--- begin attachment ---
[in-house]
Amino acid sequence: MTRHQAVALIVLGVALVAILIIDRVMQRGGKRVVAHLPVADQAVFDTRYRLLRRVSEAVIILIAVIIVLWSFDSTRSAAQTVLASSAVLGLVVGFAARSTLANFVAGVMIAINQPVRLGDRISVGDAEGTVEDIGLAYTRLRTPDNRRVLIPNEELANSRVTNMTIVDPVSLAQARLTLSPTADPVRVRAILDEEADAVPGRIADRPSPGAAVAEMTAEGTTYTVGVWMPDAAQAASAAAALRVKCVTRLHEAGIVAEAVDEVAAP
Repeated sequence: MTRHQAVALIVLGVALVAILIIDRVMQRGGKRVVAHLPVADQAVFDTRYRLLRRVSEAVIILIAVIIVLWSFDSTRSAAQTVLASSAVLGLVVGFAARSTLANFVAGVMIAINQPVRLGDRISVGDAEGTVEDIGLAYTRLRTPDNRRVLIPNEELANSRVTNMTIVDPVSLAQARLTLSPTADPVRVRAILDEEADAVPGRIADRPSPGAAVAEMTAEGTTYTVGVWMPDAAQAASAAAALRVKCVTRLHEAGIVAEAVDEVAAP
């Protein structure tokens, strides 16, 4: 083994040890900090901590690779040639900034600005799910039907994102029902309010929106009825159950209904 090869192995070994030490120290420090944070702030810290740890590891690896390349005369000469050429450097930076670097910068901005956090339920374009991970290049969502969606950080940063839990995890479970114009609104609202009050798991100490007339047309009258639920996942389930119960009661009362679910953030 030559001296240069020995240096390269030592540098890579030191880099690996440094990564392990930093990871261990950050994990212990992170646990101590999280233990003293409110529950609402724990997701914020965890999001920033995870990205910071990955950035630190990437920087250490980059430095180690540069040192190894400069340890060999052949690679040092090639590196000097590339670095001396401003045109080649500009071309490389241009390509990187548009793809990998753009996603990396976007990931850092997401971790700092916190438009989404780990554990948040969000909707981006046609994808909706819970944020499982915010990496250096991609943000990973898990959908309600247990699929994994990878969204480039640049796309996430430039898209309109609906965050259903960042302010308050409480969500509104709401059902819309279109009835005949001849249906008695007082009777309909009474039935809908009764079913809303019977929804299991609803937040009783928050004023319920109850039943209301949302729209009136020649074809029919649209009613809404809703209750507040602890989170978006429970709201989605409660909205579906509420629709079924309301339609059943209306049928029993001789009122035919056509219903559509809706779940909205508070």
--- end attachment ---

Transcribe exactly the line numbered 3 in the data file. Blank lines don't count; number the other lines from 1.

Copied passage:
Repeated sequence: MTRHQAVALIVLGVALVAILIIDRVMQRGGKRVVAHLPVADQAVFDTRYRLLRRVSEAVIILIAVIIVLWSFDSTRSAAQTVLASSAVLGLVVGFAARSTLANFVAGVMIAINQPVRLGDRISVGDAEGTVEDIGLAYTRLRTPDNRRVLIPNEELANSRVTNMTIVDPVSLAQARLTLSPTADPVRVRAILDEEADAVPGRIADRPSPGAAVAEMTAEGTTYTVGVWMPDAAQAASAAAALRVKCVTRLHEAGIVAEAVDEVAAP